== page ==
When is a non-lawyer a lawyer?
- AuthorPeter Cunliffe
It is, sadly, with some vehemence and annoyance that on the front page of a daily newspaper which I have been reading for over 20 years and whose first edition was in 1785 that I feel compelled to defend the lawyer and the use of the term.
The article, titled 'Public hit by 12m daily nuisance calls from ambulance chasers' contains in its second paragraph the term "ambulance-chasing lawyers". The quote, on page 4 and in the last paragraph of the article is from a complaints handling website.
There are references to claims management companies in the article but never once solicitors or barristers or other members of the legal profession who would and who should use the term lawyer.
We at Fieldings Porter have nothing to do with those who refer work of this sort, or who charge an 'administration fee' for doing so in order to comply with the ban on referral fees. Our conscience is clear. What does create the cloud above my head as in my first paragraph above is that all solicitors, in particular, as the profession and fully regulated, are included within this derogatory term. The cloud becomes even more grey (as does my hair) when the stated number of calls is from a report prepared by one of the country's leading insurers. The ongoing mantra of the resulting increase in costs of our motor insurance is again repeated - "The cost of car cover will keep rising if nothing is done." Those of us undertaking this work, as I have for over 15 years, know that insurers receive a sum referred to above from either a claims management company or their panel firm of solicitors when they pass the details to a company who agrees to proceed with it. (If you only contact your insurer after an accident how else does your contact number get passed on?) Insurers will also charge you the unnecessary legal expenses insurance cover. The rising cost of insurance as a result of personal injury claims is a myth.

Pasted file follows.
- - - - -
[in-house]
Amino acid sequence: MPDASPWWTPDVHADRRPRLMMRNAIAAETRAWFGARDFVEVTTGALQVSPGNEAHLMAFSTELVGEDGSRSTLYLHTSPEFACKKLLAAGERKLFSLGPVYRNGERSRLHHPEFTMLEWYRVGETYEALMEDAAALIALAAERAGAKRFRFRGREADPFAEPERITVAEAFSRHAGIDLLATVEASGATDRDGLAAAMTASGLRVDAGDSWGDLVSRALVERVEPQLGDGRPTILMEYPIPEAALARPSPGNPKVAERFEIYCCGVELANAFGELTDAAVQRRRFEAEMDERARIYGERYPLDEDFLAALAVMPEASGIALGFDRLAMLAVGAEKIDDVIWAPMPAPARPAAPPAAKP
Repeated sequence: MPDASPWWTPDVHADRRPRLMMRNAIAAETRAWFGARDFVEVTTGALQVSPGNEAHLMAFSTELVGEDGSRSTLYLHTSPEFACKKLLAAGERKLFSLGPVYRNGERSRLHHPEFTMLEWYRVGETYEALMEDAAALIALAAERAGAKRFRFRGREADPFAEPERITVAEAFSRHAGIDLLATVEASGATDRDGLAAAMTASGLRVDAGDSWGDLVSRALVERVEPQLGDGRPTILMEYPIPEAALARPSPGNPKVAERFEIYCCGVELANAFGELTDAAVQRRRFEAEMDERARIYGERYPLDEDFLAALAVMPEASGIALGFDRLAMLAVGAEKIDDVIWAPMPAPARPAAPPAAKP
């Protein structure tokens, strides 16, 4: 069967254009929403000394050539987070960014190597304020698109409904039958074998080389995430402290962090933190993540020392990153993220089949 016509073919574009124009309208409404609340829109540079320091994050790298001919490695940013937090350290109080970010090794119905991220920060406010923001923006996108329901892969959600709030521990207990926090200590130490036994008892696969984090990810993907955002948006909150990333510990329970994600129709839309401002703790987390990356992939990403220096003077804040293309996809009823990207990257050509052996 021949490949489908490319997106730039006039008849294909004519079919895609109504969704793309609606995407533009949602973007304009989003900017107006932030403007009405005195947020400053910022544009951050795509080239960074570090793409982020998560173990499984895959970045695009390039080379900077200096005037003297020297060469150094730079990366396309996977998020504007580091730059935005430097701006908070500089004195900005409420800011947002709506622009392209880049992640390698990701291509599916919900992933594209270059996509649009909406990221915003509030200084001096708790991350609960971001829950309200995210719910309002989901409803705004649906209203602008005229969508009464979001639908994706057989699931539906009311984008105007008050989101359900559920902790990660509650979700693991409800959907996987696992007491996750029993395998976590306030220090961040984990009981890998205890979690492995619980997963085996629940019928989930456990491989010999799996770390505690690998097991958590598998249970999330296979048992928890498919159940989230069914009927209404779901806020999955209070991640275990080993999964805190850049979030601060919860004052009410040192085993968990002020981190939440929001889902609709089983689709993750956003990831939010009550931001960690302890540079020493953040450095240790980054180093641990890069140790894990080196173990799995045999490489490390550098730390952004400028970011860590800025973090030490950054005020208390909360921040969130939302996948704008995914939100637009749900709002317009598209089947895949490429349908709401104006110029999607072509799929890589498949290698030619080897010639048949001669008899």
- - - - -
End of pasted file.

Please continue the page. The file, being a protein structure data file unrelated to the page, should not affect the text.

It is as a result of the above that I don't believe the Autumn 2015 budget promise (sic) of the increase in the limit to £5,000 for personal injury claims, thus removing c95% of whiplash claims will come to pass. The insurers will have an income stream removed if it does.
So, whilst there are numerous potential blog posts here, I say do not be taken in by what you read in reports commissioned by the insurance industry. If you want to deal with solicitors who are qualified and regulated lawyers and totally independent of any third party, Fieldings Porter will always be there for you.